The biggest privacy scandal of 2011

Privacy was all over the news this year, and there are plenty of scandals to choose from. What was the most outrageous? Read on to find out.


It’s been an amazing year for privacy on the Internet – and by “amazing” I mean horrifying and gratifying in nearly equal measures.

Shaun Dakin and Jon Pincus of Privacy Camp, a group that holds privacy “unconferences” each year, polled privacy wonks across social media sites, asking them to name the biggest privacy story of 2011.

Number One on the list: The growth of what the ACLU and others have dubbed the Surveillance-Industrial Complex. From the use of automated license plate scanners by the Washington DC police to the expansion of TSA screening to Amtrak rail stations, from the doubling of Federal wiretaps to the booming $5 billion annual market for off-the-shelf spy gear – it’s been a banner year for spooks of all varieties. Not so much for the victims of those spooks.

The fact is, like everything else in technology, sophisticated spy gear that was once available only to government agencies has dropped in price to the point where virtually anyone can play NSA spook. Expect to see more privacy scandals in the coming years built around amateur spies.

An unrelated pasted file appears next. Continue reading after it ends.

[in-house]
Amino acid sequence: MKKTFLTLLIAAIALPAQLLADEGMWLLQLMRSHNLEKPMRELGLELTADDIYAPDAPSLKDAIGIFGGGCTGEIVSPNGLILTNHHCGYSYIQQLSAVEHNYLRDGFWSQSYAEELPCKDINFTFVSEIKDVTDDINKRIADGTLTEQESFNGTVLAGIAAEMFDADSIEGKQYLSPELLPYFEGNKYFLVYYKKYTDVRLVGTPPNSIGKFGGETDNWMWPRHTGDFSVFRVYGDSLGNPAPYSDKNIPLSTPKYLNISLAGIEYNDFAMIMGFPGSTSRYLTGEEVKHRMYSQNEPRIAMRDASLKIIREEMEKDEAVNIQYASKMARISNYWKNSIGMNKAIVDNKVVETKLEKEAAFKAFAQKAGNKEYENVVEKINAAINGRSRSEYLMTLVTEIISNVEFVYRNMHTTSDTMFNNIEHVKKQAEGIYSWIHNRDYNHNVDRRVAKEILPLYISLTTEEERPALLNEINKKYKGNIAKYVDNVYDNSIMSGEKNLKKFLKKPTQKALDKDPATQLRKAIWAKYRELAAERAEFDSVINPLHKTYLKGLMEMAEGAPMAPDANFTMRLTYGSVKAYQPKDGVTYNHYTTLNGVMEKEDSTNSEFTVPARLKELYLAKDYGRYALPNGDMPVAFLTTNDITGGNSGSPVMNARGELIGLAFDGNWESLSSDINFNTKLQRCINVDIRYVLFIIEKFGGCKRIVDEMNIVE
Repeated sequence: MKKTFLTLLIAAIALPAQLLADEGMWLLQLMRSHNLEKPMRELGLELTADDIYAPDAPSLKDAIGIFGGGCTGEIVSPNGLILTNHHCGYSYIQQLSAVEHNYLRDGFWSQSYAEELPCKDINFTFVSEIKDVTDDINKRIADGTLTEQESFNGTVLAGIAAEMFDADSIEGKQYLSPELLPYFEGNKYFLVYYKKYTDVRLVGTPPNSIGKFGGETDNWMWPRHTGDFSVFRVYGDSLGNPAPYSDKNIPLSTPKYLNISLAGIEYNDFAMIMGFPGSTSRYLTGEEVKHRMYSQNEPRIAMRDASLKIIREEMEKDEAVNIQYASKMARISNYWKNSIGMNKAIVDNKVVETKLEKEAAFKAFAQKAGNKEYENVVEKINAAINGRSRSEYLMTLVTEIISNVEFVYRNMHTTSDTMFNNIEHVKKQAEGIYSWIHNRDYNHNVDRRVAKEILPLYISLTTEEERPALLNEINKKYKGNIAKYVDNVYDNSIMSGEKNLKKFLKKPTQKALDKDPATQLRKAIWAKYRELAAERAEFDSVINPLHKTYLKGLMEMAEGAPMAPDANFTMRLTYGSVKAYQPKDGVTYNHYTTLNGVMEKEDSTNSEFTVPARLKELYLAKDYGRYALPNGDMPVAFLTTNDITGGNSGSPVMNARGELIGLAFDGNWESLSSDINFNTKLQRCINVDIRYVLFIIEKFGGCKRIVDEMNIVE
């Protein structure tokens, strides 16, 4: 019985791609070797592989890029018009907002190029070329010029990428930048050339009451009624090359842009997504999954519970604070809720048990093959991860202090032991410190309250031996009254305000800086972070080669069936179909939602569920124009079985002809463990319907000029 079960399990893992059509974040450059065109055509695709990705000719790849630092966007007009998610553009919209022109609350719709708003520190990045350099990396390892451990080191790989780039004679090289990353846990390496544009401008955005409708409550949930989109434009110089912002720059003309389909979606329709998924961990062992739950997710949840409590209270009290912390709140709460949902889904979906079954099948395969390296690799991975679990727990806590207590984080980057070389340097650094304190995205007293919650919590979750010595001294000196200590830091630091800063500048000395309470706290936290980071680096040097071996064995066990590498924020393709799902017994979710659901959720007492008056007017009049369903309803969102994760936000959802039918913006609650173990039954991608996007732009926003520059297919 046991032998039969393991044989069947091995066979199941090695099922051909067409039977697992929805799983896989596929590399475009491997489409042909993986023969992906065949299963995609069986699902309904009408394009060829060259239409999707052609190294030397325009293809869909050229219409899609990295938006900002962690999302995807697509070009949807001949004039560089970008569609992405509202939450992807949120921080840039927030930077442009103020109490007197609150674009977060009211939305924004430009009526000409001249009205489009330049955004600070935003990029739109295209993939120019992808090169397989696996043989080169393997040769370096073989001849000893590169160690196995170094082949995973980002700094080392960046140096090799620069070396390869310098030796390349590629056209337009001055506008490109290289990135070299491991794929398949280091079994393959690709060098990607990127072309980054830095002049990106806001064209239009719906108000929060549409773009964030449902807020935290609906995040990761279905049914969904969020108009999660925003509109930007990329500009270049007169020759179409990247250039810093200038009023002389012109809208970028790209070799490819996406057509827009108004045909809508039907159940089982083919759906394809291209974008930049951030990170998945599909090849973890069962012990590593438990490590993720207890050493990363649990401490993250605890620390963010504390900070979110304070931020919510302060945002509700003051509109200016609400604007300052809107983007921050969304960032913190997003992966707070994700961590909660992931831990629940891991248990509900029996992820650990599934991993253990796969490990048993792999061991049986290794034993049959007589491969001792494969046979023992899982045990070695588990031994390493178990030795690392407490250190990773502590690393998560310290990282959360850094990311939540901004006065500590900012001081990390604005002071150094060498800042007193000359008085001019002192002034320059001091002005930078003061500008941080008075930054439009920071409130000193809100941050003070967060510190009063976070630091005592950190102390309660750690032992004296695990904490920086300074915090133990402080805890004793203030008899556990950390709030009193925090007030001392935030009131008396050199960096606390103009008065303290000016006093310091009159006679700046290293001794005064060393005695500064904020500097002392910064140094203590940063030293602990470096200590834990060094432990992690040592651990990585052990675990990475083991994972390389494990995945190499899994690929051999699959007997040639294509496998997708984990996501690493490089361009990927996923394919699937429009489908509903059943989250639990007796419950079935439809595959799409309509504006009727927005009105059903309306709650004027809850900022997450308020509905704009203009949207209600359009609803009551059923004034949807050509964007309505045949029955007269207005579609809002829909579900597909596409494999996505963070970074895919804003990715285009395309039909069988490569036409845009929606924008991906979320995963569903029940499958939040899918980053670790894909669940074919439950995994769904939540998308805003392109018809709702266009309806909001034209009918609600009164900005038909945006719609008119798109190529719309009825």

My top pick for Privacy story of the Year was actually number two on Privacy Camp’s list – or, if you want to be technical, numbers two through five: Location, Location, Location.

It seems like every other mobile app wants your location, even if they have no business knowing it. But that’s only the beginning. Apple and Microsoft both got caught storing location histories on their handsets, while the Carrier IQ fiasco made it clear how easy it is for telecoms (and law enforcement) to siphon all kinds of information off your mobile. Shopping malls in Virginia and Southern California are experimenting with schemes that allow them to track users’ movements through their shopping centers via their cell phones.

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